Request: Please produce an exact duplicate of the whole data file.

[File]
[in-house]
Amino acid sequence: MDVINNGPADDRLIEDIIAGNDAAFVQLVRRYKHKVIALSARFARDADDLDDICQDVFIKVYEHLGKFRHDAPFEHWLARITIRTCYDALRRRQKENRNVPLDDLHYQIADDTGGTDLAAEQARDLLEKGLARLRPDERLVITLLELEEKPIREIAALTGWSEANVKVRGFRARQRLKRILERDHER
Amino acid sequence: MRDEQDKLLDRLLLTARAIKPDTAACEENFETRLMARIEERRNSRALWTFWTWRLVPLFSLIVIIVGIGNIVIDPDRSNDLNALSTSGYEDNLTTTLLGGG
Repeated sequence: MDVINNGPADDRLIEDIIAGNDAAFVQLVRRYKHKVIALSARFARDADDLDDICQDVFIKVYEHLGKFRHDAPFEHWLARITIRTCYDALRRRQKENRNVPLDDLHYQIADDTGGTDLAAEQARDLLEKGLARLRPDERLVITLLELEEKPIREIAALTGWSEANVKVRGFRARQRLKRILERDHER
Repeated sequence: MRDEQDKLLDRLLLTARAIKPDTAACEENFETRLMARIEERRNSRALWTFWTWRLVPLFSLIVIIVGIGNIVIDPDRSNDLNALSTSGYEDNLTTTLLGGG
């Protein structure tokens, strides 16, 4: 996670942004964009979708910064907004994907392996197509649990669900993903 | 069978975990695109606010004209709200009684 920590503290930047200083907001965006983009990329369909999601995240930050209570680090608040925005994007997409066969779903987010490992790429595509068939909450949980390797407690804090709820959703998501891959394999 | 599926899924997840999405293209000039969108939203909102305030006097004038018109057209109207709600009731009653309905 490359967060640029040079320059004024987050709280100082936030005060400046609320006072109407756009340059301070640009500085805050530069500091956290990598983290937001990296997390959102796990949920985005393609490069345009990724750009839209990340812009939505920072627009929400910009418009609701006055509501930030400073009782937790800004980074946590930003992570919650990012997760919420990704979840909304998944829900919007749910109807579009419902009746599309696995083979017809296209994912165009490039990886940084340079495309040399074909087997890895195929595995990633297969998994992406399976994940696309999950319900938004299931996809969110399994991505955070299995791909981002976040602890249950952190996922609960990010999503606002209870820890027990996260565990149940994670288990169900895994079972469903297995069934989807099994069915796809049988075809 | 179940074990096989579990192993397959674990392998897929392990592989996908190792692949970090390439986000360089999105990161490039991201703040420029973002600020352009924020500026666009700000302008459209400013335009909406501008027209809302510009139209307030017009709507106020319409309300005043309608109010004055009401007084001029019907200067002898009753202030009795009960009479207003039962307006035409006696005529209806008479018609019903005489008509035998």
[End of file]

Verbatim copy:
[in-house]
Amino acid sequence: MDVINNGPADDRLIEDIIAGNDAAFVQLVRRYKHKVIALSARFARDADDLDDICQDVFIKVYEHLGKFRHDAPFEHWLARITIRTCYDALRRRQKENRNVPLDDLHYQIADDTGGTDLAAEQARDLLEKGLARLRPDERLVITLLELEEKPIREIAALTGWSEANVKVRGFRARQRLKRILERDHER
Amino acid sequence: MRDEQDKLLDRLLLTARAIKPDTAACEENFETRLMARIEERRNSRALWTFWTWRLVPLFSLIVIIVGIGNIVIDPDRSNDLNALSTSGYEDNLTTTLLGGG
Repeated sequence: MDVINNGPADDRLIEDIIAGNDAAFVQLVRRYKHKVIALSARFARDADDLDDICQDVFIKVYEHLGKFRHDAPFEHWLARITIRTCYDALRRRQKENRNVPLDDLHYQIADDTGGTDLAAEQARDLLEKGLARLRPDERLVITLLELEEKPIREIAALTGWSEANVKVRGFRARQRLKRILERDHER
Repeated sequence: MRDEQDKLLDRLLLTARAIKPDTAACEENFETRLMARIEERRNSRALWTFWTWRLVPLFSLIVIIVGIGNIVIDPDRSNDLNALSTSGYEDNLTTTLLGGG
């Protein structure tokens, strides 16, 4: 996670942004964009979708910064907004994907392996197509649990669900993903 | 069978975990695109606010004209709200009684 920590503290930047200083907001965006983009990329369909999601995240930050209570680090608040925005994007997409066969779903987010490992790429595509068939909450949980390797407690804090709820959703998501891959394999 | 599926899924997840999405293209000039969108939203909102305030006097004038018109057209109207709600009731009653309905 490359967060640029040079320059004024987050709280100082936030005060400046609320006072109407756009340059301070640009500085805050530069500091956290990598983290937001990296997390959102796990949920985005393609490069345009990724750009839209990340812009939505920072627009929400910009418009609701006055509501930030400073009782937790800004980074946590930003992570919650990012997760919420990704979840909304998944829900919007749910109807579009419902009746599309696995083979017809296209994912165009490039990886940084340079495309040399074909087997890895195929595995990633297969998994992406399976994940696309999950319900938004299931996809969110399994991505955070299995791909981002976040602890249950952190996922609960990010999503606002209870820890027990996260565990149940994670288990169900895994079972469903297995069934989807099994069915796809049988075809 | 179940074990096989579990192993397959674990392998897929392990592989996908190792692949970090390439986000360089999105990161490039991201703040420029973002600020352009924020500026666009700000302008459209400013335009909406501008027209809302510009139209307030017009709507106020319409309300005043309608109010004055009401007084001029019907200067002898009753202030009795009960009479207003039962307006035409006696005529209806008479018609019903005489008509035998």